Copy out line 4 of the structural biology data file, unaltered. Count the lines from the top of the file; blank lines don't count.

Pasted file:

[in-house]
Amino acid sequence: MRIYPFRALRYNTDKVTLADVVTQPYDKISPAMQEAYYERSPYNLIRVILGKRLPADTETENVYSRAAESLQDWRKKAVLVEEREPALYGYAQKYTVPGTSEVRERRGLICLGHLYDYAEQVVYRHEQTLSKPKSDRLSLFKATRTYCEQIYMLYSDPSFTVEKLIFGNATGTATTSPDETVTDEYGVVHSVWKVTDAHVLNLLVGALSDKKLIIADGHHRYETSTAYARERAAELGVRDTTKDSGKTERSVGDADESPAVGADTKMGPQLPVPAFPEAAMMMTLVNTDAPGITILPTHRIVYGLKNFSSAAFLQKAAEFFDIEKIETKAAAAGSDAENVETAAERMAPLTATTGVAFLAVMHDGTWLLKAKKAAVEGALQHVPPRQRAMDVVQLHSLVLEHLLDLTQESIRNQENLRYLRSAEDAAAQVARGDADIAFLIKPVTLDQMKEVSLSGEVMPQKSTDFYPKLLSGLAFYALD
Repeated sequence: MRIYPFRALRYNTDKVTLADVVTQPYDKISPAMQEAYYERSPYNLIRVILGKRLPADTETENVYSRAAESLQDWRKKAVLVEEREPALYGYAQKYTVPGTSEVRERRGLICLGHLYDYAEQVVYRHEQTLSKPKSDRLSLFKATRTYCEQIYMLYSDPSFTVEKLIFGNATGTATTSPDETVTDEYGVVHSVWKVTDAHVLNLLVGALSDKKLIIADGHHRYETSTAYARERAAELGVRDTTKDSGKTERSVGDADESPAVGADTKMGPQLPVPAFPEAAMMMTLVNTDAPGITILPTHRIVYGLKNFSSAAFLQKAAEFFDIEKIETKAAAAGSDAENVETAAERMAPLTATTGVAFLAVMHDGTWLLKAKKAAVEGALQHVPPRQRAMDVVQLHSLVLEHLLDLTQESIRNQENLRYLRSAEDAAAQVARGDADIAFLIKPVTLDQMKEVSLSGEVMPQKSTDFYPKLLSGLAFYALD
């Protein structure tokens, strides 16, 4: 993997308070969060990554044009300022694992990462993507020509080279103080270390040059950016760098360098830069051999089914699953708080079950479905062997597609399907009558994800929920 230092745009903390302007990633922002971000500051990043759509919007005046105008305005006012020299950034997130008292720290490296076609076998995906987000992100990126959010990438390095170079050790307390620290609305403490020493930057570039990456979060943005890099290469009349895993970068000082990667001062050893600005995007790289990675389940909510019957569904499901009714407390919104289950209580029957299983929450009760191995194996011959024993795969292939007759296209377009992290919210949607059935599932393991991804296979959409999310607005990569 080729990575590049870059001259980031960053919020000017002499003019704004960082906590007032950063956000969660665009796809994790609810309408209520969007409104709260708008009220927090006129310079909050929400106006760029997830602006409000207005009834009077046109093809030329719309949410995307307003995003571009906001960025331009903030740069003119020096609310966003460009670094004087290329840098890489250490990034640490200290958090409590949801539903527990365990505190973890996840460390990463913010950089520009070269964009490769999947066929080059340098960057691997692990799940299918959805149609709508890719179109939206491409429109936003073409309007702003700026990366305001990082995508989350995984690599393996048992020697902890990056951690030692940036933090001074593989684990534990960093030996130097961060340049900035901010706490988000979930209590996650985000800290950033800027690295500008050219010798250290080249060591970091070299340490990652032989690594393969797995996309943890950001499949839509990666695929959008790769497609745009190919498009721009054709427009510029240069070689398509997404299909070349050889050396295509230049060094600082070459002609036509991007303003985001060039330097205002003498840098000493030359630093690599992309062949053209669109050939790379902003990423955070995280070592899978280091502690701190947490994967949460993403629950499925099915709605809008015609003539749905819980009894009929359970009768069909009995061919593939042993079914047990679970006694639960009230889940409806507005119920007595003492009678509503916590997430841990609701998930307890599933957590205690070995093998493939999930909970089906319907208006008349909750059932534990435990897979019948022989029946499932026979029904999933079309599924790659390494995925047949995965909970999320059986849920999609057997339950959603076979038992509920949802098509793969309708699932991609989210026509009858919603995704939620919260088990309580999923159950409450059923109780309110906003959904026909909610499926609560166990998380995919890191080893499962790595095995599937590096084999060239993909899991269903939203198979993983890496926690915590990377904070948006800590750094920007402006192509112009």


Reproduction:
């Protein structure tokens, strides 16, 4: 993997308070969060990554044009300022694992990462993507020509080279103080270390040059950016760098360098830069051999089914699953708080079950479905062997597609399907009558994800929920 230092745009903390302007990633922002971000500051990043759509919007005046105008305005006012020299950034997130008292720290490296076609076998995906987000992100990126959010990438390095170079050790307390620290609305403490020493930057570039990456979060943005890099290469009349895993970068000082990667001062050893600005995007790289990675389940909510019957569904499901009714407390919104289950209580029957299983929450009760191995194996011959024993795969292939007759296209377009992290919210949607059935599932393991991804296979959409999310607005990569 080729990575590049870059001259980031960053919020000017002499003019704004960082906590007032950063956000969660665009796809994790609810309408209520969007409104709260708008009220927090006129310079909050929400106006760029997830602006409000207005009834009077046109093809030329719309949410995307307003995003571009906001960025331009903030740069003119020096609310966003460009670094004087290329840098890489250490990034640490200290958090409590949801539903527990365990505190973890996840460390990463913010950089520009070269964009490769999947066929080059340098960057691997692990799940299918959805149609709508890719179109939206491409429109936003073409309007702003700026990366305001990082995508989350995984690599393996048992020697902890990056951690030692940036933090001074593989684990534990960093030996130097961060340049900035901010706490988000979930209590996650985000800290950033800027690295500008050219010798250290080249060591970091070299340490990652032989690594393969797995996309943890950001499949839509990666695929959008790769497609745009190919498009721009054709427009510029240069070689398509997404299909070349050889050396295509230049060094600082070459002609036509991007303003985001060039330097205002003498840098000493030359630093690599992309062949053209669109050939790379902003990423955070995280070592899978280091502690701190947490994967949460993403629950499925099915709605809008015609003539749905819980009894009929359970009768069909009995061919593939042993079914047990679970006694639960009230889940409806507005119920007595003492009678509503916590997430841990609701998930307890599933957590205690070995093998493939999930909970089906319907208006008349909750059932534990435990897979019948022989029946499932026979029904999933079309599924790659390494995925047949995965909970999320059986849920999609057997339950959603076979038992509920949802098509793969309708699932991609989210026509009858919603995704939620919260088990309580999923159950409450059923109780309110906003959904026909909610499926609560166990998380995919890191080893499962790595095995599937590096084999060239993909899991269903939203198979993983890496926690915590990377904070948006800590750094920007402006192509112009």